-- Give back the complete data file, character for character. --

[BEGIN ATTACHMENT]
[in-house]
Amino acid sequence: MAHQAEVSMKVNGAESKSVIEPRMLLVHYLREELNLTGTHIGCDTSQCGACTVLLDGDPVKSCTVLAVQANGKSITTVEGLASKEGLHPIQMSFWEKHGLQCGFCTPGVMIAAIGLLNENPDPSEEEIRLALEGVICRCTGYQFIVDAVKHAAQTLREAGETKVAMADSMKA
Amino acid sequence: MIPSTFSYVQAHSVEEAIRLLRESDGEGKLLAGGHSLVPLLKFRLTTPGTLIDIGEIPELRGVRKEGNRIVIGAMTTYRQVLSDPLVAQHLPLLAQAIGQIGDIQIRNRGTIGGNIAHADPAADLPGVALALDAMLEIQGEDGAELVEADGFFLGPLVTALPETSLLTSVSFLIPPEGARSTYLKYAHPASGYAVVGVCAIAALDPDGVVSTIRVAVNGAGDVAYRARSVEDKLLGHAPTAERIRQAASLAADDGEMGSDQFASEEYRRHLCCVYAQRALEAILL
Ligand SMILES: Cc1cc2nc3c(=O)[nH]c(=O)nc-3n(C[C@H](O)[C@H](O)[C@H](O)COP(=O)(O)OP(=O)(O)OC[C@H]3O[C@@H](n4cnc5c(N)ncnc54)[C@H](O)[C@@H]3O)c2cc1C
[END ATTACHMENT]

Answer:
[in-house]
Amino acid sequence: MAHQAEVSMKVNGAESKSVIEPRMLLVHYLREELNLTGTHIGCDTSQCGACTVLLDGDPVKSCTVLAVQANGKSITTVEGLASKEGLHPIQMSFWEKHGLQCGFCTPGVMIAAIGLLNENPDPSEEEIRLALEGVICRCTGYQFIVDAVKHAAQTLREAGETKVAMADSMKA
Amino acid sequence: MIPSTFSYVQAHSVEEAIRLLRESDGEGKLLAGGHSLVPLLKFRLTTPGTLIDIGEIPELRGVRKEGNRIVIGAMTTYRQVLSDPLVAQHLPLLAQAIGQIGDIQIRNRGTIGGNIAHADPAADLPGVALALDAMLEIQGEDGAELVEADGFFLGPLVTALPETSLLTSVSFLIPPEGARSTYLKYAHPASGYAVVGVCAIAALDPDGVVSTIRVAVNGAGDVAYRARSVEDKLLGHAPTAERIRQAASLAADDGEMGSDQFASEEYRRHLCCVYAQRALEAILL
Ligand SMILES: Cc1cc2nc3c(=O)[nH]c(=O)nc-3n(C[C@H](O)[C@H](O)[C@H](O)COP(=O)(O)OP(=O)(O)OC[C@H]3O[C@@H](n4cnc5c(N)ncnc54)[C@H](O)[C@@H]3O)c2cc1C